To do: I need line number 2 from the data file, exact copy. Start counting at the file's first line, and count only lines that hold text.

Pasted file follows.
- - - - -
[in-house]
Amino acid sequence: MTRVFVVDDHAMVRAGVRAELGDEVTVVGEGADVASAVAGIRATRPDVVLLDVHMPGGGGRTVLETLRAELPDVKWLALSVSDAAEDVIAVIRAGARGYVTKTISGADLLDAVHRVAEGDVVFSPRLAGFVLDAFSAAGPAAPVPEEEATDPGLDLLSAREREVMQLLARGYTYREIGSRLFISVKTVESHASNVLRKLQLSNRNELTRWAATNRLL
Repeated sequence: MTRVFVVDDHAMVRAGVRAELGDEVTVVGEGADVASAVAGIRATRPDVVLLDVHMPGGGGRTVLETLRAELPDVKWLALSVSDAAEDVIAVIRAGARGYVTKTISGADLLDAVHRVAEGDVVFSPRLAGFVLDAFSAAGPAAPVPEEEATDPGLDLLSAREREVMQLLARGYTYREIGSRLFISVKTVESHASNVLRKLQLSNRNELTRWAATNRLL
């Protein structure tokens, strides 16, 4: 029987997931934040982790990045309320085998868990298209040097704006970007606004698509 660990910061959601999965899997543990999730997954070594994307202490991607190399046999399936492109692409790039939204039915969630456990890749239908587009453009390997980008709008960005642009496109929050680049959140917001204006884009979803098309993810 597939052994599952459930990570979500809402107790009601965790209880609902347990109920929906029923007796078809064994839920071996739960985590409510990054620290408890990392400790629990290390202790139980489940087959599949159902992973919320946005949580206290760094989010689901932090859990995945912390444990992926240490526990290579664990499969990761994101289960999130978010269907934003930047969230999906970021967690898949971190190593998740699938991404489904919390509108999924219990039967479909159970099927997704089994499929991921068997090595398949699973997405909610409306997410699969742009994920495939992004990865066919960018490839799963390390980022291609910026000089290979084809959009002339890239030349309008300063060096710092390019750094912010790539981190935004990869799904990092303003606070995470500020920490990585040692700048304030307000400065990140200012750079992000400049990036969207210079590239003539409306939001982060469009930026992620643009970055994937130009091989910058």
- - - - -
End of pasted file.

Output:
Amino acid sequence: MTRVFVVDDHAMVRAGVRAELGDEVTVVGEGADVASAVAGIRATRPDVVLLDVHMPGGGGRTVLETLRAELPDVKWLALSVSDAAEDVIAVIRAGARGYVTKTISGADLLDAVHRVAEGDVVFSPRLAGFVLDAFSAAGPAAPVPEEEATDPGLDLLSAREREVMQLLARGYTYREIGSRLFISVKTVESHASNVLRKLQLSNRNELTRWAATNRLL